HyperBit - What is it? It can be many things
Author: Mike Furniss
Date: June, 1989
Keywords: column hypercard application hypertalk
Text: What is HyperCard anyway? You've probably been asked that question by now. And if you're like me, you cannot put together a satisfying answer. A demonstration does the trick, but a description that conveys what HyperCard IS, seems out of reach. I think that's because what HyperCard IS depends entirely on what HyperCard DOES. It's not a thing that just sits there waiting to be described, but is more like a verb, or metaverb -- a package of possibilities that can become many things, but is not defined by any one of them. Consider how you might answer the question, ''What is a computer?'' Or, ''What is a programming language?'' Computers are called machines. Most machines have a specific function and purpose. But the kind of machine computers ARE changes with each program they run. At the highest level of operation, the computer is many different machines, and what it can become can never be exhausted. It might be better to call computers meta-machines. Computers present packages of possibilities for carrying and giving shape to information, which is always at a higher level of reality than matter. HyperCard, like a computer, is a blank slate too, modifying the Macintosh with software, presenting the stack author and reader with a rich field of possibilities. Building on the Mac's hardware and system software, HyperCard enriches its possibilities by providing a wide-open programming language with integrated graphical capability and user-interface engine, with lots of doors and sticky places to hook just about anything onto. A bicycle allows human powered transportation. The bicycle is not , by itself, human-powered transportation. Add a person and a route and human-power transportation, via bicycle, happens. HyperCard allows many things. It is only partially the things it allows. Add a stack author and reader -- and hyper-information happens, via HyperCard. What have others called HyperCard? Let's list some of them: * A suite of useful applications programs. * A screen-painting program. * A database program * An operating system shell. * A front-end for other programs and interaction with other computers and users. * A user-interface creator and prototyper. * An implementation of the concept of hypertext or hypermedia. * A ''cassette player'' for replaying and navigating through information. * An object-oriented programming language. * Macintosh ''system'' software. * A first cut at John Sculley's ''Wings for the Mind.'' What do you think it is? _______________________________________ _______________________________________ _______________________________________ _______________________________________ One thing is certain, HyperCard isn't anything until it's run. So if you haven't yet, boot up and try it!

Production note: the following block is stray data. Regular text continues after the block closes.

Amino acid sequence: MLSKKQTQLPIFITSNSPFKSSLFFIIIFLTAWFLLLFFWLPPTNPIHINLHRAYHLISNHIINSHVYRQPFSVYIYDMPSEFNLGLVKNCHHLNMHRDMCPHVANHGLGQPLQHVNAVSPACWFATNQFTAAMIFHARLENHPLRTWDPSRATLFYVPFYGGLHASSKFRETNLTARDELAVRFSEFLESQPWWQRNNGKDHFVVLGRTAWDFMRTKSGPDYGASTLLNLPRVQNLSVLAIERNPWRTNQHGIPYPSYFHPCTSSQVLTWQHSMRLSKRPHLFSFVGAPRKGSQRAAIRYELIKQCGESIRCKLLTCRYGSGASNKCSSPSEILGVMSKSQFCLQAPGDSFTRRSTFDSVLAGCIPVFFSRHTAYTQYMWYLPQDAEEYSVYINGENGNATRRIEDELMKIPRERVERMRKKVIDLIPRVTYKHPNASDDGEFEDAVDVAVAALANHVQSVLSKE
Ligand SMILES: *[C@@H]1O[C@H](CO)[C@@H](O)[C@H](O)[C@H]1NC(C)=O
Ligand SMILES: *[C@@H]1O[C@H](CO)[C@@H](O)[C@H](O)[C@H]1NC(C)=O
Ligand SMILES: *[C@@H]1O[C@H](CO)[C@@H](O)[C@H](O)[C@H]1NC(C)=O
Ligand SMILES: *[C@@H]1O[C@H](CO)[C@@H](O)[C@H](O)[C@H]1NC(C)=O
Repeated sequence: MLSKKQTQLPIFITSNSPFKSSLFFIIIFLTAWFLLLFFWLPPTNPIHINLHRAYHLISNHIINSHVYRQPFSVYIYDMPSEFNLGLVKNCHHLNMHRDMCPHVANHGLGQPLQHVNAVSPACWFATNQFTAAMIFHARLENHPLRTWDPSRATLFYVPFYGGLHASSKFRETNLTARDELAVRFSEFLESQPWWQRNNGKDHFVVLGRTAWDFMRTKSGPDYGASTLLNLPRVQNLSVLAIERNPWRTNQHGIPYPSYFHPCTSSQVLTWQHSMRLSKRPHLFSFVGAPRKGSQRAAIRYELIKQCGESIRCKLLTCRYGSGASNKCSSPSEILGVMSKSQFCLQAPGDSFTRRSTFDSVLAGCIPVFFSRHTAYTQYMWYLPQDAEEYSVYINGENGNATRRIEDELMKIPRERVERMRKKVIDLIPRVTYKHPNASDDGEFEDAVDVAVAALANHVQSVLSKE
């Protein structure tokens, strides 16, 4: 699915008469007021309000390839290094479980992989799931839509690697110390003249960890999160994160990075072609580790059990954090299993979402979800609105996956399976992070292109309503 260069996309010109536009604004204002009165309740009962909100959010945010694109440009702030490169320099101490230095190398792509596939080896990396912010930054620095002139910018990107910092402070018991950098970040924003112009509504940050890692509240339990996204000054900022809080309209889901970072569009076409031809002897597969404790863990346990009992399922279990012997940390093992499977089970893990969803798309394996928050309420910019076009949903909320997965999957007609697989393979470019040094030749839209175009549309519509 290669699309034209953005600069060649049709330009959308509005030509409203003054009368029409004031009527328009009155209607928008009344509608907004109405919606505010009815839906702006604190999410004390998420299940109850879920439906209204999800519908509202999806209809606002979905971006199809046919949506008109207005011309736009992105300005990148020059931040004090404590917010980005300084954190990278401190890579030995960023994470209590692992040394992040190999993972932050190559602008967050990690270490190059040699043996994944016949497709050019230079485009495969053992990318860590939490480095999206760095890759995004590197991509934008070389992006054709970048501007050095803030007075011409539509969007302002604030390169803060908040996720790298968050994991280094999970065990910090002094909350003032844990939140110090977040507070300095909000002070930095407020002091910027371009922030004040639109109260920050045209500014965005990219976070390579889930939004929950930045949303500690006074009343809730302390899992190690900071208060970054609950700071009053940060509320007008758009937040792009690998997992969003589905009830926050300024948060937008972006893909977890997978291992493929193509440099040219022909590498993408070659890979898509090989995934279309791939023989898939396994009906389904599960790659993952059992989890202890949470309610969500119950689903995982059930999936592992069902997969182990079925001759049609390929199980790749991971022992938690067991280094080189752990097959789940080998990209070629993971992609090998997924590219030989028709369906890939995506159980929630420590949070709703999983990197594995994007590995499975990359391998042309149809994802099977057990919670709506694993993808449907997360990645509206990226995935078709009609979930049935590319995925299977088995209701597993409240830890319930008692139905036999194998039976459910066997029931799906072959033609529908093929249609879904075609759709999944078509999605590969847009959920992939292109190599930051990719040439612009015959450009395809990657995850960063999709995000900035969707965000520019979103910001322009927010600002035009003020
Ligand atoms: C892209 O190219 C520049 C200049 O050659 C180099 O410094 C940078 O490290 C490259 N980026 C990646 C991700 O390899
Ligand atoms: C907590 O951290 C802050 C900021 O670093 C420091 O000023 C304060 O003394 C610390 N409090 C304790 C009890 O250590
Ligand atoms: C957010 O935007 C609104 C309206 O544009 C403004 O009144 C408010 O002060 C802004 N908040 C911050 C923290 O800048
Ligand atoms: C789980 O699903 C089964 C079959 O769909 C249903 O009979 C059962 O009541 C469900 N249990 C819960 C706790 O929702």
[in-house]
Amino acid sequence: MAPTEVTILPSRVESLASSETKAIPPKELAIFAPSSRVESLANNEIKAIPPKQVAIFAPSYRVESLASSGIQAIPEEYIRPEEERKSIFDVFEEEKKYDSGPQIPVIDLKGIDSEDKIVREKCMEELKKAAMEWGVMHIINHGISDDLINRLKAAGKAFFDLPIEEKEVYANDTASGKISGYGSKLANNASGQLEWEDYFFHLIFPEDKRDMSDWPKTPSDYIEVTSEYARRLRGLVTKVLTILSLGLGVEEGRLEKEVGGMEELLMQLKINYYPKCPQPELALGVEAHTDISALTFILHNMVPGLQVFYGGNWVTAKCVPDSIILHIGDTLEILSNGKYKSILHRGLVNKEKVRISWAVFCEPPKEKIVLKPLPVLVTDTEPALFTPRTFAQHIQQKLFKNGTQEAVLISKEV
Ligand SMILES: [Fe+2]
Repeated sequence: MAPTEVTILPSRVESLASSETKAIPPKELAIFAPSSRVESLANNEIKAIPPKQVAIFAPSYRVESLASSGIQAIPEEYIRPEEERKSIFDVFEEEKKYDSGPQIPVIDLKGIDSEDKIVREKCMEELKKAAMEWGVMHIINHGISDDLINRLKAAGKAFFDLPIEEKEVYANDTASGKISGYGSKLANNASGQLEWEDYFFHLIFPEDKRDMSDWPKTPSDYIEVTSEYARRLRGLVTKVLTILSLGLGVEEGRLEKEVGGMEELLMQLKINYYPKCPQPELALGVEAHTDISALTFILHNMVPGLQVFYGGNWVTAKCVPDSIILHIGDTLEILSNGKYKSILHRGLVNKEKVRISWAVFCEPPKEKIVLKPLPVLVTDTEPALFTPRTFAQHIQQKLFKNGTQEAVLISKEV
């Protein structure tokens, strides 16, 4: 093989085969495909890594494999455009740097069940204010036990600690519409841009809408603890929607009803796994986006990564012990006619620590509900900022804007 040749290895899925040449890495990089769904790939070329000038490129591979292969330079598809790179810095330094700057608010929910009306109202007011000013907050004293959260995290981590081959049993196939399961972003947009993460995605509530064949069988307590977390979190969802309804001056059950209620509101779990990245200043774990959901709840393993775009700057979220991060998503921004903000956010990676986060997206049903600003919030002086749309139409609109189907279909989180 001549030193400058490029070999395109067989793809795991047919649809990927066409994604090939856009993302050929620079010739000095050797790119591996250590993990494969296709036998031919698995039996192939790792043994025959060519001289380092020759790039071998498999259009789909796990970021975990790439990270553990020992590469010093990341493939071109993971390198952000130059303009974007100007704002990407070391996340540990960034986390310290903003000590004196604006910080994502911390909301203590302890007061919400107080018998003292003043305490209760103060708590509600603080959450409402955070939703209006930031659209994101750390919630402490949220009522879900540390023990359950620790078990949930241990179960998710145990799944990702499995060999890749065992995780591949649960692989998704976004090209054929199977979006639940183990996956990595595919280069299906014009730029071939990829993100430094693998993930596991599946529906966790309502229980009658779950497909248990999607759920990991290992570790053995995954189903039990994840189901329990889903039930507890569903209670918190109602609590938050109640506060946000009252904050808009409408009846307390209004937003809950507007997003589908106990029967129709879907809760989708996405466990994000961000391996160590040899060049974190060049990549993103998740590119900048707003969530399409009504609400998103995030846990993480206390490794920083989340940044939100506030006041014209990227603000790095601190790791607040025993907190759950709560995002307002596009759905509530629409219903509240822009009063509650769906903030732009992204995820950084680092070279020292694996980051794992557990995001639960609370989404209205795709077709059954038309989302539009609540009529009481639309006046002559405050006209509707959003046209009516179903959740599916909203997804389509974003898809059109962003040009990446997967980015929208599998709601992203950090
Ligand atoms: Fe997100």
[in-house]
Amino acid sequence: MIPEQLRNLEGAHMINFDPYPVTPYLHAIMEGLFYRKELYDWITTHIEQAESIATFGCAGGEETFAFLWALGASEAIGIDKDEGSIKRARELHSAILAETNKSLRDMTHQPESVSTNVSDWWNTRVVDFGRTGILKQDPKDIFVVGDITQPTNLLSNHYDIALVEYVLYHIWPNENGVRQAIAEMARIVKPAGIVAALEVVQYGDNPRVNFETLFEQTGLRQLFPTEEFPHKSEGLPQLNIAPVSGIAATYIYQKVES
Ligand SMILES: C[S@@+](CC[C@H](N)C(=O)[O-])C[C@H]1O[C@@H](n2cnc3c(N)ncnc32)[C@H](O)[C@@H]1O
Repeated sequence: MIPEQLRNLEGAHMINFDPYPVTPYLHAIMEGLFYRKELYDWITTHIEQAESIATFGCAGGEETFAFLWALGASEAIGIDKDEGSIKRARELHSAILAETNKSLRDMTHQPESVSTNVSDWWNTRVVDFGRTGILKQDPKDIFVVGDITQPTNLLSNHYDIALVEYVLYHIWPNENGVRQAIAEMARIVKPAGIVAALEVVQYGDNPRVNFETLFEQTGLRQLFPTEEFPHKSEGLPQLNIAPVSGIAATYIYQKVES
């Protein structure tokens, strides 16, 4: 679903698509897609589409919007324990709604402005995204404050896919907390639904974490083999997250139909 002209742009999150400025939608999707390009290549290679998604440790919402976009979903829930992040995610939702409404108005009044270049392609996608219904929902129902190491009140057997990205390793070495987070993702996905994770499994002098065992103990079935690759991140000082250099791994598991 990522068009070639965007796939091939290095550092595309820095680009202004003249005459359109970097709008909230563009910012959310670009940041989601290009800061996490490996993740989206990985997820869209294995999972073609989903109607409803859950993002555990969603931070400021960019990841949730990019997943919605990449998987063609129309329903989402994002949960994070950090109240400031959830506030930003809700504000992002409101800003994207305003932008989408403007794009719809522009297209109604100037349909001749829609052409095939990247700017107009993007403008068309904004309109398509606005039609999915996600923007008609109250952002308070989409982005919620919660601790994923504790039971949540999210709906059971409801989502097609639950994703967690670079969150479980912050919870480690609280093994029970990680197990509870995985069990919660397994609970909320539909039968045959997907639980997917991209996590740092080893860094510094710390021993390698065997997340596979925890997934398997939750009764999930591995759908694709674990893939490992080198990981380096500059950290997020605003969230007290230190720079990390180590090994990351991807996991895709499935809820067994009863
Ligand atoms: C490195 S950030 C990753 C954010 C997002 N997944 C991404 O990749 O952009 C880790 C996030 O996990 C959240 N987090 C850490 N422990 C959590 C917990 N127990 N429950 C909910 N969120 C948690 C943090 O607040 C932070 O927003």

Copyright © june, 1989 by Mike Furniss